October 6, 2010 at 10:00 am |
  13. Erik

    Church: a waste of time that inculcates "believers" while enriching their leaders and an organization based on baloney. Wake up an drop this bs.

    October 6, 2010 at 9:59 am |
  14. RickD

    No matter how you cut it – churches and religion suck!

    October 6, 2010 at 9:57 am |
  15. Billy

    "The article, “Race, Diversity, and Membership Duration in Religious Congregations,’ said that nine out of ten congregations in the U.S. are segregated – a single racial groups accounts for more than 80 percent of their membership."

    What a pathetic joke of a study. Are you positively retarded? That is NOT SEGREGATION!!! It takes 100% for segregation FOR ONE. Two...what if that single racial group accounts for more than 80% of the regional population?

    More "scientists" that stole grant money....

    October 6, 2010 at 9:57 am |
  16. Crimson Wife

    I would like to know whether the researchers found that segregation varied by denomination and/or faith. I've noticed this to be very true. Mainline Protestant churches, Jewish synagogues, and LDS temples I've visited as guests are nearly 100% white. On the other hand, there seems to be more diversity at Evangelical Protestant churches I've visited and Roman Catholic churches at which I've worshiped. My brother (who is Unitarian) actually commented on our parish's diversity when he attended my daughter's First Communion.

    October 6, 2010 at 9:56 am |
  17. mike

    I'm guessing the reason is that church is the last place left where you don't have people shoving diversity down your throat. Blacks don't want to hang out with me. I grew up in a place that didn't have black people, but after I got older and moved out east, I found that's the way it was. I've grown to respect their wishes, and would just assume not hang out with them either. We don't think of each other as lesser human beings, they are still my brothers and sisters under Gawd, still fellow Americans, we just don't want to hang out together. I don't see why that's such a terrible thing, honestly.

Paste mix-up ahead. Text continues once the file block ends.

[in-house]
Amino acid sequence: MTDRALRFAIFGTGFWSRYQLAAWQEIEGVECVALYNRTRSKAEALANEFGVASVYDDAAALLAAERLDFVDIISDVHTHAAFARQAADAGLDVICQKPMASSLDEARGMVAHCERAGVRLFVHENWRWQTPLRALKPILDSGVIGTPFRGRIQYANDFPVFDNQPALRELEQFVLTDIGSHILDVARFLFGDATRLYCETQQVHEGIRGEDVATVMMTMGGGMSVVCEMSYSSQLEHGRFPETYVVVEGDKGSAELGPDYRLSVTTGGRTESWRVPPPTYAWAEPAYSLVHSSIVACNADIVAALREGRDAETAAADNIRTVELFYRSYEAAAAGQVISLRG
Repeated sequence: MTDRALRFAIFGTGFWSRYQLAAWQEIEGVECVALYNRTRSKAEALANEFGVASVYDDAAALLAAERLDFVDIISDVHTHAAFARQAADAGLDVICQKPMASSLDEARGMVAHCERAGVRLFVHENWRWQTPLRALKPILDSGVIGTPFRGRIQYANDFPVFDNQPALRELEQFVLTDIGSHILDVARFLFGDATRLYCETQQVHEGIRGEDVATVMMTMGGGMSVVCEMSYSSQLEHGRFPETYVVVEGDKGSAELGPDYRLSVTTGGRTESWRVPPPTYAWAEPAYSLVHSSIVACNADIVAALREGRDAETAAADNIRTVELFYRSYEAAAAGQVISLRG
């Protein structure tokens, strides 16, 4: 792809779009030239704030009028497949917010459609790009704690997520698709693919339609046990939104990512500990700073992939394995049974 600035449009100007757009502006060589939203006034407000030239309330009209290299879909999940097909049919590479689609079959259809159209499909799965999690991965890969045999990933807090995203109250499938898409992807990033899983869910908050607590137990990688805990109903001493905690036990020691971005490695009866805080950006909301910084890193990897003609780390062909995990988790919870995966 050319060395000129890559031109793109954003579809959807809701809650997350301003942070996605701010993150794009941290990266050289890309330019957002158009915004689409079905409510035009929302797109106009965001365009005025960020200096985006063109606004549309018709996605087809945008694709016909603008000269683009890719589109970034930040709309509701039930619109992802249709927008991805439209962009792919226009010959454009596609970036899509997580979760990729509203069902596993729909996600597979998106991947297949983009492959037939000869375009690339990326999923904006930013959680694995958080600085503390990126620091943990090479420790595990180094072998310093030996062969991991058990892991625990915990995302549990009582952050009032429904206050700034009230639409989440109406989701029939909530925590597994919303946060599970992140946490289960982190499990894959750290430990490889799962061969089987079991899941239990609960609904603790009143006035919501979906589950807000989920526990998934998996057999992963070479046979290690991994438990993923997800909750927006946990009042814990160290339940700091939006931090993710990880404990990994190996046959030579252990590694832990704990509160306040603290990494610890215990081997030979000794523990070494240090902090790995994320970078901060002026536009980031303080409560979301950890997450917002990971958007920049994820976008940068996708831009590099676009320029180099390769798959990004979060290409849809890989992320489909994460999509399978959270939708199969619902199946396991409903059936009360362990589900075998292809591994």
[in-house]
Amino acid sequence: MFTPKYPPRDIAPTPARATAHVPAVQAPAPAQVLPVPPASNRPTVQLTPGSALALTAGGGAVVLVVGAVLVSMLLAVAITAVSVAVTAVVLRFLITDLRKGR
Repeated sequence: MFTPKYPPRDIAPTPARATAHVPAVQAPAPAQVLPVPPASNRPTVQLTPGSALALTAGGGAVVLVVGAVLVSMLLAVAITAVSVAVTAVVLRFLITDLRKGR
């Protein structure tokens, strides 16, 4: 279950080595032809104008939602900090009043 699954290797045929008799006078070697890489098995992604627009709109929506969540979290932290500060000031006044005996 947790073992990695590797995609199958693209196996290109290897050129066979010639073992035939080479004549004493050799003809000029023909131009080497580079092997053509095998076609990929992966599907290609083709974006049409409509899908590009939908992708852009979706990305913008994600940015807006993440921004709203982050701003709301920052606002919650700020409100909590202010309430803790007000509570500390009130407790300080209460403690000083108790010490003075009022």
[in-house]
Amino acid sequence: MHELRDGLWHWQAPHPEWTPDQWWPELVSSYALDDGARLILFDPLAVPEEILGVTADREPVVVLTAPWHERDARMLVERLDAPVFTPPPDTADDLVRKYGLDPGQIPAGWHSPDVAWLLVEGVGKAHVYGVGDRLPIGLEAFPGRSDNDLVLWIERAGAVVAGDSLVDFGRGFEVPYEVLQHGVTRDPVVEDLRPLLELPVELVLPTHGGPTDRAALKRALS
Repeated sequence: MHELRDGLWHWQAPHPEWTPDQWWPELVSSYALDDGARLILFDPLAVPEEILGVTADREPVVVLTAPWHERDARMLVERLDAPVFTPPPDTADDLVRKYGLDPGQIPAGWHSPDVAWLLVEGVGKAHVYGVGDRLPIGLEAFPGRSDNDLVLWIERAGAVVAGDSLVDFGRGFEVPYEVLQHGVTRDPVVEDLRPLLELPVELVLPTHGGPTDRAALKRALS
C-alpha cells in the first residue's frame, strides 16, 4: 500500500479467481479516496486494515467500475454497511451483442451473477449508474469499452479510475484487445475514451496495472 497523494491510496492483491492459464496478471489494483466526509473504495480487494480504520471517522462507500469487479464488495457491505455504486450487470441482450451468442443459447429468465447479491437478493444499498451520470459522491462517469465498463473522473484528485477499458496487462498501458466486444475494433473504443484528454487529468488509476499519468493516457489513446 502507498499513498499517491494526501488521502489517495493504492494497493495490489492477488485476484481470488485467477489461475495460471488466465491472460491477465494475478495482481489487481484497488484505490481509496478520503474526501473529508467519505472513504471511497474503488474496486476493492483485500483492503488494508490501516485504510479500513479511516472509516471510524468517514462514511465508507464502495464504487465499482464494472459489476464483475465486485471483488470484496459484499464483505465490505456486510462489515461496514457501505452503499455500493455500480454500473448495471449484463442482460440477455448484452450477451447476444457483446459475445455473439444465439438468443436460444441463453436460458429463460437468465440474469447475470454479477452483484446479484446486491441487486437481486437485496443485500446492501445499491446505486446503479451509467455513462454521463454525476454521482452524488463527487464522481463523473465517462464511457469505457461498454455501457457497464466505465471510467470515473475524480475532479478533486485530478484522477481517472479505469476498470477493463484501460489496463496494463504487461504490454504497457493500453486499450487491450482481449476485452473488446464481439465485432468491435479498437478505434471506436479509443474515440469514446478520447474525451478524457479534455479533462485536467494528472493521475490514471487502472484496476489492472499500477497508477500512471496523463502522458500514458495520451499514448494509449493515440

October 6, 2010 at 9:55 am |
  18. Uche

    Love this The FIRST church was diverse,.. Yup your study points to the right place The Catholic Church is still overly diverse till today. The Catholic Church the one True Church, Gods plan for us never changed,.. Its been the same from the begining of the first church till today,.. Yea some corrupt popes came along, but that never changed the message. I Love Being Catholic One Church undivided unchanged for over 2000 years,.. God is good

    October 6, 2010 at 9:55 am |
    • Billy

      Psst....the "first" church? You DO realize that Catholicism was spawned FROM Christianity....that's why it's called a "denomination."